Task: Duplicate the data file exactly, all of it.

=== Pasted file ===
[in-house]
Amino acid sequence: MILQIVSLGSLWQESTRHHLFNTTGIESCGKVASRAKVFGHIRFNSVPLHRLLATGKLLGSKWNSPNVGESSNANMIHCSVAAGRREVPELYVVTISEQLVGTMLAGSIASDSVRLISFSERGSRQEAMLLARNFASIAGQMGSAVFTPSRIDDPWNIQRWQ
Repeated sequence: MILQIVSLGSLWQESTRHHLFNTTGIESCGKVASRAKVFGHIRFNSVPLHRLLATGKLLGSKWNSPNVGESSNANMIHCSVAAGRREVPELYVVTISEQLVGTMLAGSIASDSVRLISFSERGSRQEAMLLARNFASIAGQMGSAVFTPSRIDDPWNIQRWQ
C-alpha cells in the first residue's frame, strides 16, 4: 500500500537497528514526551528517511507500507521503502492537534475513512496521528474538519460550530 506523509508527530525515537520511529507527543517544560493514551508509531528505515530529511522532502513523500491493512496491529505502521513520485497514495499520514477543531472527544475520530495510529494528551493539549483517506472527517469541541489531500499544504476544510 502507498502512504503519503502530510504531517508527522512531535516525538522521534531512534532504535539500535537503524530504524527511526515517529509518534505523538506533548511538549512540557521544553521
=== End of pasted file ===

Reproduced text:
[in-house]
Amino acid sequence: MILQIVSLGSLWQESTRHHLFNTTGIESCGKVASRAKVFGHIRFNSVPLHRLLATGKLLGSKWNSPNVGESSNANMIHCSVAAGRREVPELYVVTISEQLVGTMLAGSIASDSVRLISFSERGSRQEAMLLARNFASIAGQMGSAVFTPSRIDDPWNIQRWQ
Repeated sequence: MILQIVSLGSLWQESTRHHLFNTTGIESCGKVASRAKVFGHIRFNSVPLHRLLATGKLLGSKWNSPNVGESSNANMIHCSVAAGRREVPELYVVTISEQLVGTMLAGSIASDSVRLISFSERGSRQEAMLLARNFASIAGQMGSAVFTPSRIDDPWNIQRWQ
C-alpha cells in the first residue's frame, strides 16, 4: 500500500537497528514526551528517511507500507521503502492537534475513512496521528474538519460550530 506523509508527530525515537520511529507527543517544560493514551508509531528505515530529511522532502513523500491493512496491529505502521513520485497514495499520514477543531472527544475520530495510529494528551493539549483517506472527517469541541489531500499544504476544510 502507498502512504503519503502530510504531517508527522512531535516525538522521534531512534532504535539500535537503524530504524527511526515517529509518534505523538506533548511538549512540557521544553521